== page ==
A Separation

Catalan Independence in 2019

How will Catalan separatist agitation continue to affect the Spanish —and regional —economy?

The economic future of Catalonia was put into question on the day of its 2017 independence referendum, deemed illegal by the rest of Spain.

Large companies, including Catalonia’s own Caixabank, were calling their boards of directors to meetings overnight to discuss moving their legal headquarters elsewhere. Following the referendum, the region’s economy took many hits, including a 5% fall in the number of tourist arrivals in October 2017 compared to the same month the previous year.

Two years later the forecast is very different: Catalonia’s economy stabilized and has since enjoyed solid growth above the national average: in the second quarter of 2018 growth was estimated at 3.1%.

This year, for the second time in a row, the Financial Times Group voted Catalonia the best place for foreign investment in southern Europe.

As Barcelona gains international recognition for being a hub of technology and innovation—as well as a ripe breeding ground for start-ups—many international companies including Microsoft, Nestlé, and Siemens are moving in.

These contradictory trends beg the question of how economically viable an independent Catalonia would be and what impacts this would have on the Spanish economy as a result.

The central economic argument made by secession parties in Catalonia is that it is the most prosperous region in Spain, comprising 20% of the nation’s GDP and roughly a quarter of the nation’s trade exports with a strong emphasis on the car and chemical industries.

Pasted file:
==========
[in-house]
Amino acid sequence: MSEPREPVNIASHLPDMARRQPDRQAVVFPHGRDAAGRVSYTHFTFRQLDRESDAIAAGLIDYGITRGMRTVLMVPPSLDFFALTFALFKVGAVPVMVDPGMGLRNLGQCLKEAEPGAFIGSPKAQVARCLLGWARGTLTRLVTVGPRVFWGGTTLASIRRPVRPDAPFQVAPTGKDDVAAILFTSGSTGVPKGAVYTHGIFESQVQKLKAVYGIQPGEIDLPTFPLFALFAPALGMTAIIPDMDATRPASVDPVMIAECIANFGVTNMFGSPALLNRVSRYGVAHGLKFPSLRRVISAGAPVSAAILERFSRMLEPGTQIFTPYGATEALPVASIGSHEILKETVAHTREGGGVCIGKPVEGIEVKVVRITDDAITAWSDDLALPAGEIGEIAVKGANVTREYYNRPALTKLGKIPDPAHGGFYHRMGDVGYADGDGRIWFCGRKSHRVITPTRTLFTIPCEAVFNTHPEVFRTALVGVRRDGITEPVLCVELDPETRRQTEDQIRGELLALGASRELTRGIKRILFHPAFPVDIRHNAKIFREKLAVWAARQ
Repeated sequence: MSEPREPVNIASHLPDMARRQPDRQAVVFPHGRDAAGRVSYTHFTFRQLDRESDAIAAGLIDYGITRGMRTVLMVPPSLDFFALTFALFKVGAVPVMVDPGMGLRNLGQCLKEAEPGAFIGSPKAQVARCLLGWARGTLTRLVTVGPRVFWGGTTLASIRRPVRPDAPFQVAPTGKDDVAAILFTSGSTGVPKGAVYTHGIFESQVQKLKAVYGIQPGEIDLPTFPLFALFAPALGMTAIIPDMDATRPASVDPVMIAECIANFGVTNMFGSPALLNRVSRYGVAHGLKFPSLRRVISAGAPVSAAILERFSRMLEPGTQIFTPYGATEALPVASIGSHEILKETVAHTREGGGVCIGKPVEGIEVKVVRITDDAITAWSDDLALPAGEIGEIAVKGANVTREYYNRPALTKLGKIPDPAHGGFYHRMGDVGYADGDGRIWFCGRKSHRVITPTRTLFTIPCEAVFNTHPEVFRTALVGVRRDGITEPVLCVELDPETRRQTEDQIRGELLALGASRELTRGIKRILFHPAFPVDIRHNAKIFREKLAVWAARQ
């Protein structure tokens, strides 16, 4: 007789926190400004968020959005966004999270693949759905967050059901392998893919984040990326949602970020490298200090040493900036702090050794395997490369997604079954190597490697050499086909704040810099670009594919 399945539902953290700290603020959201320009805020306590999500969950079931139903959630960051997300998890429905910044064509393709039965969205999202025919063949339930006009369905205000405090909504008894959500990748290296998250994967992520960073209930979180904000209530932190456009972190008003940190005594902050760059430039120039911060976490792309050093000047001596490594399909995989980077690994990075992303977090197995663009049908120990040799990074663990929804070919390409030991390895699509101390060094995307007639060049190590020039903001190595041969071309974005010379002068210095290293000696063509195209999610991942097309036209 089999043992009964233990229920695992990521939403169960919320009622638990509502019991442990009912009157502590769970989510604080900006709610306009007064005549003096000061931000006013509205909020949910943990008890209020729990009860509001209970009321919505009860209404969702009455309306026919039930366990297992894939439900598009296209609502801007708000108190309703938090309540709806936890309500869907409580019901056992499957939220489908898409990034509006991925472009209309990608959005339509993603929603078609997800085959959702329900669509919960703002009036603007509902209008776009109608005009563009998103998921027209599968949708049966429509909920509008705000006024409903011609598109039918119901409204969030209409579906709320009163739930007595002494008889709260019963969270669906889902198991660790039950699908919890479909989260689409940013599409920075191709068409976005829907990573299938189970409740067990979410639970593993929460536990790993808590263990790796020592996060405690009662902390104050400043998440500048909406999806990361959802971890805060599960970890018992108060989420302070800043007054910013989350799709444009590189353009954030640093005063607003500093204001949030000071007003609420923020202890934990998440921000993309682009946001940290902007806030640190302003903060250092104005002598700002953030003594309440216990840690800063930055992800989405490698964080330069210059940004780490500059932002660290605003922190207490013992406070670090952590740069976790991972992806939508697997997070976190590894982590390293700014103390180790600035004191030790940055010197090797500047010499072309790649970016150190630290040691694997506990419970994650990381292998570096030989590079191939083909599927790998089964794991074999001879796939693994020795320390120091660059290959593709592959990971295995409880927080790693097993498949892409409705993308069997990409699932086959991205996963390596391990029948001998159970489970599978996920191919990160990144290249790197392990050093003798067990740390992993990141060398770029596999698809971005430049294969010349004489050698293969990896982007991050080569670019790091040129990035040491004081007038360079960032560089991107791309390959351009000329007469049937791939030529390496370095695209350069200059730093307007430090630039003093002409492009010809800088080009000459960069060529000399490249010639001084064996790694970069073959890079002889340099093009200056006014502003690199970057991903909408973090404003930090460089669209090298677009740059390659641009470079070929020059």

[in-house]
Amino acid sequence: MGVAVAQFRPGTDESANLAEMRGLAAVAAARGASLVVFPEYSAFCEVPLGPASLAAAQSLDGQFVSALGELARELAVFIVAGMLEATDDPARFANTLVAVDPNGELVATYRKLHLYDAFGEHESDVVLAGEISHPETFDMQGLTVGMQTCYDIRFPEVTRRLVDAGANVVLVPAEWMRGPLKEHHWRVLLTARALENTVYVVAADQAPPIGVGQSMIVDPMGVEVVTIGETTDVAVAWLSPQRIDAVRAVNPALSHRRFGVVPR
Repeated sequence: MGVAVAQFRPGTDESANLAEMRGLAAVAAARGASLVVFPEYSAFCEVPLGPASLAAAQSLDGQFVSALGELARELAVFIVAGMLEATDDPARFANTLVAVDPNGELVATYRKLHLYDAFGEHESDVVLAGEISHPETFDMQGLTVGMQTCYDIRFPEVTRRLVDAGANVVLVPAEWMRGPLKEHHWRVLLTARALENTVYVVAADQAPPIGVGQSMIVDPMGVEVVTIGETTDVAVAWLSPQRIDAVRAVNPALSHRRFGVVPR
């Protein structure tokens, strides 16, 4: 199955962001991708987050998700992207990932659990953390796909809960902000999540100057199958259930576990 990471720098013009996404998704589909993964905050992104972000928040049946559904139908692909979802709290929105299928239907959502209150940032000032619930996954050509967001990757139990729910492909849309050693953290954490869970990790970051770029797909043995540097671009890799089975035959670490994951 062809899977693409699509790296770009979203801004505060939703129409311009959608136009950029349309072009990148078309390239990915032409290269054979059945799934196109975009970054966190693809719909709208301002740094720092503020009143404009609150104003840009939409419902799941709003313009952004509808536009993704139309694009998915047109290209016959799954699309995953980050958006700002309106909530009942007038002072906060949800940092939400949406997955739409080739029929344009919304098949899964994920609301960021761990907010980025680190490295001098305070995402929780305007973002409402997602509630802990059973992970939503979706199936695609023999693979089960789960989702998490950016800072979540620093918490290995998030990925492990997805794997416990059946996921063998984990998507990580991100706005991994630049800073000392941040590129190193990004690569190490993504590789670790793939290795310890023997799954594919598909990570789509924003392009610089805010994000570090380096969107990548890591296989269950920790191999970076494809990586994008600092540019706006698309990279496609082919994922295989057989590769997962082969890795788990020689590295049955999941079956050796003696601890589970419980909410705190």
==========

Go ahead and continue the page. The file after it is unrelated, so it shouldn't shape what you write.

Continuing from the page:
This, in turn, makes Catalans feel cheated by the central government, arguing that what is paid in taxes compared to what is given back to them in central spending does not line up.

Such economic convictions, although by no means uncontested, give currency to the secessionist movement who reference this as evidence that an independent state of Catalonia could prosper in a way similar to other small nations like Singapore.

They argue that an initial fall in Catalonia’s economy post-independence would simply be growing pains. What this argument fails to encompass is the fact that Spain would inevitably be one of Catalonia’s biggest, if not its biggest, trade partner.

The number of people in favor of independence has remained relatively stable, meaning the issue is unlikely to drop down the political agenda.

The essence of the issue remains the same: secessionist parties are more focused on achieving self-determination than on defining the blueprint for economic stability should independence happen.

Spain’s refusal to address Catalan’s concerns and loosen its reins on the region, perpetuate the problem further. This attitude towards the Catalan identity makes the topic susceptible to emotional reasoning on both sides, taking away from the fact that the way in which independence is achieved is the variable that will most impact the outcome for both Spain and Catalonia.

Crashing out would jeopardize Catalonia’s relationship with not only Spain, but with Europe too.

An independence declaration like that of the October 1 2017 would hinder Catalonia’s chances of achieving recognition—the EU has already said it won’t recognize Catalonia as a member state under such circumstances—which will have detrimental effects on the region’s ability to prosper.

Other economic factors, including the loss of the euro and the degree to which Spain’s national debt will be inherited by an independent Catalonia would also hugely impact the economic effects of such a move.

The only thing that can be taken for granted in this debate is that the best bet for both Catalonia and Spain is to hold talks before any concrete plan to break away once again comes close to becoming a reality.

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